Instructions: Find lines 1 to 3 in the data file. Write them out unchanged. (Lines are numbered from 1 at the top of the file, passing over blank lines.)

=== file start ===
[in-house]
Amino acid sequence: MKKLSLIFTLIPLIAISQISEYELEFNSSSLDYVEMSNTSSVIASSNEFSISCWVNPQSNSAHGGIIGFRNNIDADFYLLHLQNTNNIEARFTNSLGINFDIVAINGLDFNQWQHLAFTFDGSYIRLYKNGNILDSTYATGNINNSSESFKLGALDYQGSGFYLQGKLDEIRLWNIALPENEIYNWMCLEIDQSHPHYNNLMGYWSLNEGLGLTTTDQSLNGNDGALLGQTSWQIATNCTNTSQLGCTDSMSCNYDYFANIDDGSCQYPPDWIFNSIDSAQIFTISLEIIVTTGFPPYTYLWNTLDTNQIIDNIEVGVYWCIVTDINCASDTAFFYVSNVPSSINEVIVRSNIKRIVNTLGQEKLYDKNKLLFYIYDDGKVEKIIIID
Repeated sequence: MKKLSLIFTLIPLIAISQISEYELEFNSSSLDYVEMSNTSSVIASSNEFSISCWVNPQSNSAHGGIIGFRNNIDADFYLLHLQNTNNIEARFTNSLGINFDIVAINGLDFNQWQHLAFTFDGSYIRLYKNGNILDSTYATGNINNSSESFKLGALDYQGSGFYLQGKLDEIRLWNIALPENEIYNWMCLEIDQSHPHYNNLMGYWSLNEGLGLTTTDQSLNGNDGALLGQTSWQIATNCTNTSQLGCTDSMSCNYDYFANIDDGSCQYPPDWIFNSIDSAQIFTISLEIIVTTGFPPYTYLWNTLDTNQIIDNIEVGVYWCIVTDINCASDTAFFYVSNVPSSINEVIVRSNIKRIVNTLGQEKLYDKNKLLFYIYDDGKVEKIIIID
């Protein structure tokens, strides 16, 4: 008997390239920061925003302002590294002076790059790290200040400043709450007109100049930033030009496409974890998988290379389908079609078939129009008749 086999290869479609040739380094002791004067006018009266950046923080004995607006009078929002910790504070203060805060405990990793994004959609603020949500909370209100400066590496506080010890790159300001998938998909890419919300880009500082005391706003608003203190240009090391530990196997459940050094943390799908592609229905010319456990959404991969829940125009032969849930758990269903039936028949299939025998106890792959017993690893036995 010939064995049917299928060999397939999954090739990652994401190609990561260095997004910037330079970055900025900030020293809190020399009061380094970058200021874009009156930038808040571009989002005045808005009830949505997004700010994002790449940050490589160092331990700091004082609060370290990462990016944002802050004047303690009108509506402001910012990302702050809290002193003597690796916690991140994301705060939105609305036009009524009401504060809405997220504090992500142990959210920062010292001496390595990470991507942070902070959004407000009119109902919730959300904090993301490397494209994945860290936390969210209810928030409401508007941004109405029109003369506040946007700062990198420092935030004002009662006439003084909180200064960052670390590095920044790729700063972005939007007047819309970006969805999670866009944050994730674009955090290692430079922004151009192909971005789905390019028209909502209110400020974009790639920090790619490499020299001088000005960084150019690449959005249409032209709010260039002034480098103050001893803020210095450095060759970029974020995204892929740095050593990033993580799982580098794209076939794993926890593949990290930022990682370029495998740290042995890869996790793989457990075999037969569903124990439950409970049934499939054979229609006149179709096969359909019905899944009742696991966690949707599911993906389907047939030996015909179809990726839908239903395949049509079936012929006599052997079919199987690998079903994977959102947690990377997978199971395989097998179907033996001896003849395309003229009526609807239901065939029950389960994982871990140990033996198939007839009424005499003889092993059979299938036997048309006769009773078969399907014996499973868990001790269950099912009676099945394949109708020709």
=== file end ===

[in-house]
Amino acid sequence: MKKLSLIFTLIPLIAISQISEYELEFNSSSLDYVEMSNTSSVIASSNEFSISCWVNPQSNSAHGGIIGFRNNIDADFYLLHLQNTNNIEARFTNSLGINFDIVAINGLDFNQWQHLAFTFDGSYIRLYKNGNILDSTYATGNINNSSESFKLGALDYQGSGFYLQGKLDEIRLWNIALPENEIYNWMCLEIDQSHPHYNNLMGYWSLNEGLGLTTTDQSLNGNDGALLGQTSWQIATNCTNTSQLGCTDSMSCNYDYFANIDDGSCQYPPDWIFNSIDSAQIFTISLEIIVTTGFPPYTYLWNTLDTNQIIDNIEVGVYWCIVTDINCASDTAFFYVSNVPSSINEVIVRSNIKRIVNTLGQEKLYDKNKLLFYIYDDGKVEKIIIID
Repeated sequence: MKKLSLIFTLIPLIAISQISEYELEFNSSSLDYVEMSNTSSVIASSNEFSISCWVNPQSNSAHGGIIGFRNNIDADFYLLHLQNTNNIEARFTNSLGINFDIVAINGLDFNQWQHLAFTFDGSYIRLYKNGNILDSTYATGNINNSSESFKLGALDYQGSGFYLQGKLDEIRLWNIALPENEIYNWMCLEIDQSHPHYNNLMGYWSLNEGLGLTTTDQSLNGNDGALLGQTSWQIATNCTNTSQLGCTDSMSCNYDYFANIDDGSCQYPPDWIFNSIDSAQIFTISLEIIVTTGFPPYTYLWNTLDTNQIIDNIEVGVYWCIVTDINCASDTAFFYVSNVPSSINEVIVRSNIKRIVNTLGQEKLYDKNKLLFYIYDDGKVEKIIIID